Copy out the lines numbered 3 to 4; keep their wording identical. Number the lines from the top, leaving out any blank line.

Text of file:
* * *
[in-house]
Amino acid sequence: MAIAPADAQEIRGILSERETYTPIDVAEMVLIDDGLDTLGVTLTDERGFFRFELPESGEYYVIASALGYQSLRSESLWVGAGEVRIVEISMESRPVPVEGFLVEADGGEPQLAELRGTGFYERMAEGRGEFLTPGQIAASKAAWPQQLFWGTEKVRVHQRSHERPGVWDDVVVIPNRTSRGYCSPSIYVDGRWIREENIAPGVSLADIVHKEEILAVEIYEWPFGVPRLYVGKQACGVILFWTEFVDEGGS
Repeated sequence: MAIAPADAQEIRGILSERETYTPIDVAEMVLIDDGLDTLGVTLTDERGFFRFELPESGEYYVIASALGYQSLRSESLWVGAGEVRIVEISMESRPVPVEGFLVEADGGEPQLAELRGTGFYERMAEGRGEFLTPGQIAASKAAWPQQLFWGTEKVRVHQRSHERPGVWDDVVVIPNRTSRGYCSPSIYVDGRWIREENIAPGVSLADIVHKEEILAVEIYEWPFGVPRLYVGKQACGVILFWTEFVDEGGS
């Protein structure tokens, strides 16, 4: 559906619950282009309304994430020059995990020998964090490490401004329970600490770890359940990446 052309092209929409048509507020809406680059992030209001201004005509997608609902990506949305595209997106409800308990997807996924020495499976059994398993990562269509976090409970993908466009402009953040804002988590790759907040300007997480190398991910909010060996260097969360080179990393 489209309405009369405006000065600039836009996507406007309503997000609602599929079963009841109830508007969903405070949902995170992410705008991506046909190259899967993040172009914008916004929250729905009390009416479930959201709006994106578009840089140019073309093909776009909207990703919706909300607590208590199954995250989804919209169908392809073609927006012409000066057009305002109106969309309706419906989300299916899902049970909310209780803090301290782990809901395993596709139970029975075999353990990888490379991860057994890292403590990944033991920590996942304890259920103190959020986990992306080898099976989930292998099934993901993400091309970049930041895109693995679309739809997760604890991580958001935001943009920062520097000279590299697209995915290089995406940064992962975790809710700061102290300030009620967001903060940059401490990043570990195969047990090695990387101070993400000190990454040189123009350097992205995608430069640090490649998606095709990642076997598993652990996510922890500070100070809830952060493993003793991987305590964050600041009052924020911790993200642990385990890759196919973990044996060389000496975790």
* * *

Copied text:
Repeated sequence: MAIAPADAQEIRGILSERETYTPIDVAEMVLIDDGLDTLGVTLTDERGFFRFELPESGEYYVIASALGYQSLRSESLWVGAGEVRIVEISMESRPVPVEGFLVEADGGEPQLAELRGTGFYERMAEGRGEFLTPGQIAASKAAWPQQLFWGTEKVRVHQRSHERPGVWDDVVVIPNRTSRGYCSPSIYVDGRWIREENIAPGVSLADIVHKEEILAVEIYEWPFGVPRLYVGKQACGVILFWTEFVDEGGS
């Protein structure tokens, strides 16, 4: 559906619950282009309304994430020059995990020998964090490490401004329970600490770890359940990446 052309092209929409048509507020809406680059992030209001201004005509997608609902990506949305595209997106409800308990997807996924020495499976059994398993990562269509976090409970993908466009402009953040804002988590790759907040300007997480190398991910909010060996260097969360080179990393 489209309405009369405006000065600039836009996507406007309503997000609602599929079963009841109830508007969903405070949902995170992410705008991506046909190259899967993040172009914008916004929250729905009390009416479930959201709006994106578009840089140019073309093909776009909207990703919706909300607590208590199954995250989804919209169908392809073609927006012409000066057009305002109106969309309706419906989300299916899902049970909310209780803090301290782990809901395993596709139970029975075999353990990888490379991860057994890292403590990944033991920590996942304890259920103190959020986990992306080898099976989930292998099934993901993400091309970049930041895109693995679309739809997760604890991580958001935001943009920062520097000279590299697209995915290089995406940064992962975790809710700061102290300030009620967001903060940059401490990043570990195969047990090695990387101070993400000190990454040189123009350097992205995608430069640090490649998606095709990642076997598993652990996510922890500070100070809830952060493993003793991987305590964050600041009052924020911790993200642990385990890759196919973990044996060389000496975790």